Eductional Insights 11.30.15
Educational Insights 11.30.15
Posted on 11/30/2015
  1. They show their anger: the right way. You are allowed to get angry, really! What actually matters is how you display that. The key to getting this "right" is knowing the source of your frustration. For example, think about those times when you arrive home, have to get dinner on the table and everyone is tired and cranky. It is always then that the kids keep interrupting and wanting your attention. But the problem is not the kids' interruptions it is the workload. So, in times like these, instead of barking back at your kids, try to explain you are sorry and cannot attend to them right then. Explain you are frustrated that dinner is late and you need to focus on that. This way they know it’s the situation—not them.
  2. They wait to dish out consequences. Many experts say you need to respond immediately when your kids misbehave. But that can actually be poor advice. If you don’t know what to do, it’s perfectly fine to say, “I don’t know how to handle this right now. I’ll get back to you.” You can even say, “I’m so angry I can’t think straight. I’m going to deal with this when I’m calmer.” It may be better to give a considered response rather than a knee-jerk reaction. Kids also get a more powerful message when you have well thought out consequences and are able to deliver them calmly.
  3. They focus on quality time. You do not need perfect "work-life balance", but you do need daily one-on-one time with each child. Even just five minutes of quality time every day can turn your relationship around. When you start spending regular time with them every day, doing an activity of their choice, you may even become closer and behaviors can improve.
  4. They hug their kids when being horrible. When children behave hatefully, it is generally because they feel awful about themselves. So they end up provoking other people to behave hatefully toward them. They feel that is what they deserve. But if you do the opposite, they change. That is often why when your child lashes out and is mean to everyone, you might take them aside and wrap your arms around them and ask what is wrong. You might discover they let it all out and tell you what is bothering them and you can move on.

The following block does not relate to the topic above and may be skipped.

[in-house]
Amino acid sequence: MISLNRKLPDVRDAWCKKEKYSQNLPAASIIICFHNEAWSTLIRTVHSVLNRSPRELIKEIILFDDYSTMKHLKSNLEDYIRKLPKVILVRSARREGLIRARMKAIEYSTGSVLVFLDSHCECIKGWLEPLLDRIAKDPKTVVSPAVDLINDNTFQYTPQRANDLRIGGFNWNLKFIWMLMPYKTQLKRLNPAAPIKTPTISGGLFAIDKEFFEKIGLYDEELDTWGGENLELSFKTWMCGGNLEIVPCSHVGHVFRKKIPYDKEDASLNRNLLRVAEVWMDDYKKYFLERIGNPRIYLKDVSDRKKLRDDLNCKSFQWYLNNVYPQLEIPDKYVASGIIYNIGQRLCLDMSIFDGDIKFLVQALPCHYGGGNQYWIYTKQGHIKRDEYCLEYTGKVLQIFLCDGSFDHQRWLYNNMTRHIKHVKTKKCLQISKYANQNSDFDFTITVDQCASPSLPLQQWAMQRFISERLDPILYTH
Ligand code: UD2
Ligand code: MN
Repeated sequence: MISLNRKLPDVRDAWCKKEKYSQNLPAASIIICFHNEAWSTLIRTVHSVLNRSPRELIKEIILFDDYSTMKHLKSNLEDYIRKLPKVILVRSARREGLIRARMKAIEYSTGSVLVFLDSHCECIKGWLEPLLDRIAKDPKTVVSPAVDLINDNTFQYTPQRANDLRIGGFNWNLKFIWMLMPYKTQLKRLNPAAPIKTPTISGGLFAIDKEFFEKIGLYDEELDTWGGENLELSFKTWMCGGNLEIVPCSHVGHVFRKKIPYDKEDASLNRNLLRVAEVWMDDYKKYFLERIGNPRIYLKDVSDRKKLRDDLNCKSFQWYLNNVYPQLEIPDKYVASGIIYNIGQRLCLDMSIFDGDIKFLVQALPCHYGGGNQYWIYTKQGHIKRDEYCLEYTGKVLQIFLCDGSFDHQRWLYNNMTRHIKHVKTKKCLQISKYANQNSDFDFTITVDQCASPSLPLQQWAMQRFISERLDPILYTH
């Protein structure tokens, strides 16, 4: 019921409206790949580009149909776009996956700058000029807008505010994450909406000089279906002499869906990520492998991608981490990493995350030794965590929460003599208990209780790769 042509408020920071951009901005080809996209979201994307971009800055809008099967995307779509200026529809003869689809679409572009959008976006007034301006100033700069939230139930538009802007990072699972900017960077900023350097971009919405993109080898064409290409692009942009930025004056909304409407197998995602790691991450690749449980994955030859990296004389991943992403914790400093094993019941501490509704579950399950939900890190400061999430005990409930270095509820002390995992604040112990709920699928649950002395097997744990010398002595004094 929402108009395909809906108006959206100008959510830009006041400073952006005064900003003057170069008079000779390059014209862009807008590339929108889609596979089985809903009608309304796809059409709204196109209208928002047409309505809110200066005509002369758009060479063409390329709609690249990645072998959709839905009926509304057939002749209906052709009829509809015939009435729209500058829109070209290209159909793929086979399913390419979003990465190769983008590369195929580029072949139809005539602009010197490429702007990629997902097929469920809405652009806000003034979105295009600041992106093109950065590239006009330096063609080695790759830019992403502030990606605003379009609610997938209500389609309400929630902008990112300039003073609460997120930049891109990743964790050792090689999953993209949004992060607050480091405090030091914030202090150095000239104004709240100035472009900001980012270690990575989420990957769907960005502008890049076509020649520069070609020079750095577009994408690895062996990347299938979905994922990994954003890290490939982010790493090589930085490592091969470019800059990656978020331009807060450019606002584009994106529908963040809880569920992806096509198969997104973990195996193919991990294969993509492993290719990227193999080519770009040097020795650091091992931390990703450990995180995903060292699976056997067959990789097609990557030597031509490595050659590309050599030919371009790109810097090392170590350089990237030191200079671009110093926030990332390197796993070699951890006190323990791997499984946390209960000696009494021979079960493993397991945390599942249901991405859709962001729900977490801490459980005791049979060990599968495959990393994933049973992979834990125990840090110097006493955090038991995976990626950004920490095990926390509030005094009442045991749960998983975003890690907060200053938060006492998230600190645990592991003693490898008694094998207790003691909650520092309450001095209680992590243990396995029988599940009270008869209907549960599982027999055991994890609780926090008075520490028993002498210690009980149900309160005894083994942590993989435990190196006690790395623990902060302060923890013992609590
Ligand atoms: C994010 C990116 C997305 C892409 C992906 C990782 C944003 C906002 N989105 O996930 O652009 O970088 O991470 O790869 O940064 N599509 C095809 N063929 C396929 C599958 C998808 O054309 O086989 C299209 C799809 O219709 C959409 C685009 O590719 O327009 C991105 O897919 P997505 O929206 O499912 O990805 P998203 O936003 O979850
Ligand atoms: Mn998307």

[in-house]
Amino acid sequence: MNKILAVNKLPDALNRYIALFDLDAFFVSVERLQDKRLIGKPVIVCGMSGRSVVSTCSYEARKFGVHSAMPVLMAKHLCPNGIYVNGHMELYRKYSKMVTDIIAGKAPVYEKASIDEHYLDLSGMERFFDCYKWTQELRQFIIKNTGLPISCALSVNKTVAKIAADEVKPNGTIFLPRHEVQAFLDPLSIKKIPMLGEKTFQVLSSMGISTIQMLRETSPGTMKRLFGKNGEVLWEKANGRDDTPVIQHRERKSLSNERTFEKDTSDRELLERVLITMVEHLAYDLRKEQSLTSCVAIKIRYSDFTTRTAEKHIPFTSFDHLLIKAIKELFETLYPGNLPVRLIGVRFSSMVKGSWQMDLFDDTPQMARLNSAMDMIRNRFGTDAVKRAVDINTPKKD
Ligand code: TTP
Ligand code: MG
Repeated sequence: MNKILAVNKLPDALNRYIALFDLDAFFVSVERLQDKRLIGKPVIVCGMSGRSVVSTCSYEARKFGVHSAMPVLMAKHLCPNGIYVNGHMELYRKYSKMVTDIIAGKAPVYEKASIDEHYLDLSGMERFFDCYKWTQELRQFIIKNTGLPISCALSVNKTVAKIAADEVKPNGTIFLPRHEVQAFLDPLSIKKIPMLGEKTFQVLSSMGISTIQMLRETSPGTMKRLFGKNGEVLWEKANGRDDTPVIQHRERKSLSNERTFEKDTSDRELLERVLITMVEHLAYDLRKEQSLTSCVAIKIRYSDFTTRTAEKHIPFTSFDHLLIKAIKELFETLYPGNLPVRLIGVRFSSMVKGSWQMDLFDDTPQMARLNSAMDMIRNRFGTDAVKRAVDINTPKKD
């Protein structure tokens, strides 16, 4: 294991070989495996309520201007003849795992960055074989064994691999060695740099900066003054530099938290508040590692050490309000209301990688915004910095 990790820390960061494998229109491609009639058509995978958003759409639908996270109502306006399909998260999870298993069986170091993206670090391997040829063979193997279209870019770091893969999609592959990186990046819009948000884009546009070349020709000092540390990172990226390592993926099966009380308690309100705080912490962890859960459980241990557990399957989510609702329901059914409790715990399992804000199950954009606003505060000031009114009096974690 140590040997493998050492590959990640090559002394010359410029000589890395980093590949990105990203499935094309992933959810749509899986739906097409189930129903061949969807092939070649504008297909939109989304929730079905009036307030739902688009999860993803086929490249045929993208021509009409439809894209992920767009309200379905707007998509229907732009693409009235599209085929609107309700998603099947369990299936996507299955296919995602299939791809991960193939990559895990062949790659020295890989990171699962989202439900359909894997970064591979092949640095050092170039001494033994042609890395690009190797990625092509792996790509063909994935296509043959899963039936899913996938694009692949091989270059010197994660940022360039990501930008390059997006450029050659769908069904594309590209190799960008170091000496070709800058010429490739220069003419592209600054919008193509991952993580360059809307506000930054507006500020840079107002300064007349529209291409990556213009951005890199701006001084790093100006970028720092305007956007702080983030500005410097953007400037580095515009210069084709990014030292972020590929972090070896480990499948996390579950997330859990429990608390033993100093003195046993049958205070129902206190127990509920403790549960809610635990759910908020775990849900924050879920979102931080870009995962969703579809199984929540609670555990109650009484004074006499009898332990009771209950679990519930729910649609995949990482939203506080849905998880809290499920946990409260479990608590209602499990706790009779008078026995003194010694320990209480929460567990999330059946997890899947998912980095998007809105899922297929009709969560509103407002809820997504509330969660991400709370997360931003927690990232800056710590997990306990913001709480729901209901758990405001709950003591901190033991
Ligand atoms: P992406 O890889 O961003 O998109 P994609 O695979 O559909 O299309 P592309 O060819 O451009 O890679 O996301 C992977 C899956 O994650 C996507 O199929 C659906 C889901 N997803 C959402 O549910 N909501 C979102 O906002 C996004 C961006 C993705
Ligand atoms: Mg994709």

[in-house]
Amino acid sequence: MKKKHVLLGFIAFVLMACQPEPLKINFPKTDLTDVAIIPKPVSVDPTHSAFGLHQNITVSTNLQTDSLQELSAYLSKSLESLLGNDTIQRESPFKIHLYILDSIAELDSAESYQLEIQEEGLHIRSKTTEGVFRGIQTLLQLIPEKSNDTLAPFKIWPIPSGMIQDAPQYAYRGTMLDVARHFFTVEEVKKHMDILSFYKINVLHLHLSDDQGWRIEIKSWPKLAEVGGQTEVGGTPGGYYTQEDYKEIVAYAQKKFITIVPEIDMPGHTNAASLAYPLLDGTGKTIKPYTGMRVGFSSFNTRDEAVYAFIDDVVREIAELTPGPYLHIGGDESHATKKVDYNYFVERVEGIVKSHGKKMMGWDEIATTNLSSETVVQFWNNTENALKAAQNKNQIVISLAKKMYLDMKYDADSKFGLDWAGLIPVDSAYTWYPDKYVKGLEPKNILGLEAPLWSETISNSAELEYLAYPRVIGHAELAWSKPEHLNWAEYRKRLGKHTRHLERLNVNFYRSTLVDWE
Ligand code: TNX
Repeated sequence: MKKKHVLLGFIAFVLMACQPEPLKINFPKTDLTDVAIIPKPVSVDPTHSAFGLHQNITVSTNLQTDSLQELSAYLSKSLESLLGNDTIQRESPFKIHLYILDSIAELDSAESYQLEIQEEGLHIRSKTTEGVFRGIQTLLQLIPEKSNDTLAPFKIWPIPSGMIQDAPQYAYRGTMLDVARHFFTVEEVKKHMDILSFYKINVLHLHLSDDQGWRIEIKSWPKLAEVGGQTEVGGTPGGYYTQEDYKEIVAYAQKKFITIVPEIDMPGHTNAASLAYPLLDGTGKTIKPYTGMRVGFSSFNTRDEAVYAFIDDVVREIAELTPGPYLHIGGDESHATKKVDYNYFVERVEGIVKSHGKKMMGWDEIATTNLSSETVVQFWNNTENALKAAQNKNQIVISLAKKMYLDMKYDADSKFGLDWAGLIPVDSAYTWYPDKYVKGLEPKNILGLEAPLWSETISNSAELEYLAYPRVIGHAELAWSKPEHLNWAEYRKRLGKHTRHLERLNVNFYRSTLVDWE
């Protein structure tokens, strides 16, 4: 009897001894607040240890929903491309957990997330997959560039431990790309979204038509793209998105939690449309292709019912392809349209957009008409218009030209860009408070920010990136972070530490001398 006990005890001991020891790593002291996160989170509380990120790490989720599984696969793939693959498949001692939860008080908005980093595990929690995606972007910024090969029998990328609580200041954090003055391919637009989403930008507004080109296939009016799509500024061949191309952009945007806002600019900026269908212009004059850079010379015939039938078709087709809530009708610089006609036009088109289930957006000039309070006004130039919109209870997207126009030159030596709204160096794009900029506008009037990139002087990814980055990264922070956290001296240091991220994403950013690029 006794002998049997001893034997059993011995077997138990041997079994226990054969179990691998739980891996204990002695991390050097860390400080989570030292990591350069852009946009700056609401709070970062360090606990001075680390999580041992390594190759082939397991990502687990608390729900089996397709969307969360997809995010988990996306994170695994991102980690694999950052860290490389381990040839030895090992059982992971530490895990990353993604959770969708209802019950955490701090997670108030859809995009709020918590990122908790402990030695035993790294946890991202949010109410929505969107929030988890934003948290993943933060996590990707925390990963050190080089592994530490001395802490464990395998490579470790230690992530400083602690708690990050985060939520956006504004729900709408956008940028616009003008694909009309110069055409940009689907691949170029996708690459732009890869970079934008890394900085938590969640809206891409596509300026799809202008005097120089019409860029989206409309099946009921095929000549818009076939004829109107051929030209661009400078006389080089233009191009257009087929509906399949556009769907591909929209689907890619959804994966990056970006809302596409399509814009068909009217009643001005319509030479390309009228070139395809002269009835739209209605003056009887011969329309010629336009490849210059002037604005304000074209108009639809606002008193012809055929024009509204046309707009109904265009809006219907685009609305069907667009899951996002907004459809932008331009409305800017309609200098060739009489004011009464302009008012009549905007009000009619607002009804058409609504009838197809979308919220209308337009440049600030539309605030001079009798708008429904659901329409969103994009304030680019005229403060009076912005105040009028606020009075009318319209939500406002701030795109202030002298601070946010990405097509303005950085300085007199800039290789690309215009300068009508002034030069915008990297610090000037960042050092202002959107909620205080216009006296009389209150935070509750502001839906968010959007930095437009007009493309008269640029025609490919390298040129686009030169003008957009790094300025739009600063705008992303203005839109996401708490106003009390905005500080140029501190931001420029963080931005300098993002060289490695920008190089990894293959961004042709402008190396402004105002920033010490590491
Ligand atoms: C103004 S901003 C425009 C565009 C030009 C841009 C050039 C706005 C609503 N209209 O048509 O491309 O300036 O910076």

5. They don’t solve their kids’ problems. Raising independent, self-reliant children requires that they make their own mistakes and solve them on their own. So, when your child tells you a problem, empathize and then hand it back. When your kids tell you about something they're having trouble with, bite your tongue to stop yourself from jumping in and saving them. You might say something like, “Oh no, that sounds upsetting! What are you going to do?” If they ask for advice, you could say, “I don’t know what you should do, but I can give you some ideas.” After each idea you could respond with, “How would that work for you?” That allows them to think through the consequences and take ownership of the solution.
  6. They don’t overanalyze. It is fine to think about situations and establish what you can learn from them. But sometimes our mind gets a little obsessed and repeatedly churns things over, on an endless, self-flagellating loop. We end up analyzing a situation to death, when this happens, you might best remind yourself to move on to other things. It is a little like a reset button that allows you to acknowledge the thought and then continue on with your day.
  7. They keep compliments simple. The most powerful thing you can say to your kids is not "I love you”, it is “I love you just the way you are." (And yes, those last five words are critical.) It is clearly a very powerful message. Best of all, we can all use this powerful technique on our kids, as often as we like. Give it a try and see the look on your child's face.

-Dr. Paula Sissel

psissel@gceagles.org

Garden County Schools

Superintendent/Elementary Principal